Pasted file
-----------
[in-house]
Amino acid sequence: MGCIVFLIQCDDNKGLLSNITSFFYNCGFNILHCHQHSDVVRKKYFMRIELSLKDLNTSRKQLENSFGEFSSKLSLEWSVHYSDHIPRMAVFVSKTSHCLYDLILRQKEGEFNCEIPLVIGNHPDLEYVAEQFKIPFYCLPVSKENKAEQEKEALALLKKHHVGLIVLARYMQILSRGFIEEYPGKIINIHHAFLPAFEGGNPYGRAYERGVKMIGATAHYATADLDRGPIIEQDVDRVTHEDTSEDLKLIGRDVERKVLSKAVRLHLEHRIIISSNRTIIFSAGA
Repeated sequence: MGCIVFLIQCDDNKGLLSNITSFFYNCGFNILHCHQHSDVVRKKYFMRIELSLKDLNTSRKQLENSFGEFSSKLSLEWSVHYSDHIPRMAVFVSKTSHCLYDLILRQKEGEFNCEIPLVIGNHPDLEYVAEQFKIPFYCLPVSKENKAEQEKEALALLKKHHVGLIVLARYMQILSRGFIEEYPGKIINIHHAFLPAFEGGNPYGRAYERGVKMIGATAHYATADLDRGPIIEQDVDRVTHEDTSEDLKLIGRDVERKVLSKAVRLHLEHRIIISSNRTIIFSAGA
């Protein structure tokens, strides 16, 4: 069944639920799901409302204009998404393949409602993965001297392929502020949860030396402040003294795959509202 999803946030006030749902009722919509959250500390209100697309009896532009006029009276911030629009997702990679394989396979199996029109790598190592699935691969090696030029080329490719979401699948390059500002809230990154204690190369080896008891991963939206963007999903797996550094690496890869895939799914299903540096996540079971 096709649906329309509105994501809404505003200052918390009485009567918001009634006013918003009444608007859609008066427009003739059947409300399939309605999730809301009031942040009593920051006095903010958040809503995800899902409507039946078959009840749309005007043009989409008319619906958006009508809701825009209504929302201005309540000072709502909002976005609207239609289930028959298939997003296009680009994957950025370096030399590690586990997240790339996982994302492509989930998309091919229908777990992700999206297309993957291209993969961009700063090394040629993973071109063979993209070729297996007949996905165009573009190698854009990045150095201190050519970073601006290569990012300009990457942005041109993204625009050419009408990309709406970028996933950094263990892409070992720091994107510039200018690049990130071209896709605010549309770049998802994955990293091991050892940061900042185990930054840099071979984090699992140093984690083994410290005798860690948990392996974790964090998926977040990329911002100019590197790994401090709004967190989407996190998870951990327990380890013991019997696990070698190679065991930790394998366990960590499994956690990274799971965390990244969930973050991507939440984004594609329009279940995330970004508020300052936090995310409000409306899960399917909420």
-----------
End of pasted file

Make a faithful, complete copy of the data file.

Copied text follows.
[in-house]
Amino acid sequence: MGCIVFLIQCDDNKGLLSNITSFFYNCGFNILHCHQHSDVVRKKYFMRIELSLKDLNTSRKQLENSFGEFSSKLSLEWSVHYSDHIPRMAVFVSKTSHCLYDLILRQKEGEFNCEIPLVIGNHPDLEYVAEQFKIPFYCLPVSKENKAEQEKEALALLKKHHVGLIVLARYMQILSRGFIEEYPGKIINIHHAFLPAFEGGNPYGRAYERGVKMIGATAHYATADLDRGPIIEQDVDRVTHEDTSEDLKLIGRDVERKVLSKAVRLHLEHRIIISSNRTIIFSAGA
Repeated sequence: MGCIVFLIQCDDNKGLLSNITSFFYNCGFNILHCHQHSDVVRKKYFMRIELSLKDLNTSRKQLENSFGEFSSKLSLEWSVHYSDHIPRMAVFVSKTSHCLYDLILRQKEGEFNCEIPLVIGNHPDLEYVAEQFKIPFYCLPVSKENKAEQEKEALALLKKHHVGLIVLARYMQILSRGFIEEYPGKIINIHHAFLPAFEGGNPYGRAYERGVKMIGATAHYATADLDRGPIIEQDVDRVTHEDTSEDLKLIGRDVERKVLSKAVRLHLEHRIIISSNRTIIFSAGA
């Protein structure tokens, strides 16, 4: 069944639920799901409302204009998404393949409602993965001297392929502020949860030396402040003294795959509202 999803946030006030749902009722919509959250500390209100697309009896532009006029009276911030629009997702990679394989396979199996029109790598190592699935691969090696030029080329490719979401699948390059500002809230990154204690190369080896008891991963939206963007999903797996550094690496890869895939799914299903540096996540079971 096709649906329309509105994501809404505003200052918390009485009567918001009634006013918003009444608007859609008066427009003739059947409300399939309605999730809301009031942040009593920051006095903010958040809503995800899902409507039946078959009840749309005007043009989409008319619906958006009508809701825009209504929302201005309540000072709502909002976005609207239609289930028959298939997003296009680009994957950025370096030399590690586990997240790339996982994302492509989930998309091919229908777990992700999206297309993957291209993969961009700063090394040629993973071109063979993209070729297996007949996905165009573009190698854009990045150095201190050519970073601006290569990012300009990457942005041109993204625009050419009408990309709406970028996933950094263990892409070992720091994107510039200018690049990130071209896709605010549309770049998802994955990293091991050892940061900042185990930054840099071979984090699992140093984690083994410290005798860690948990392996974790964090998926977040990329911002100019590197790994401090709004967190989407996190998870951990327990380890013991019997696990070698190679065991930790394998366990960590499994956690990274799971965390990244969930973050991507939440984004594609329009279940995330970004508020300052936090995310409000409306899960399917909420």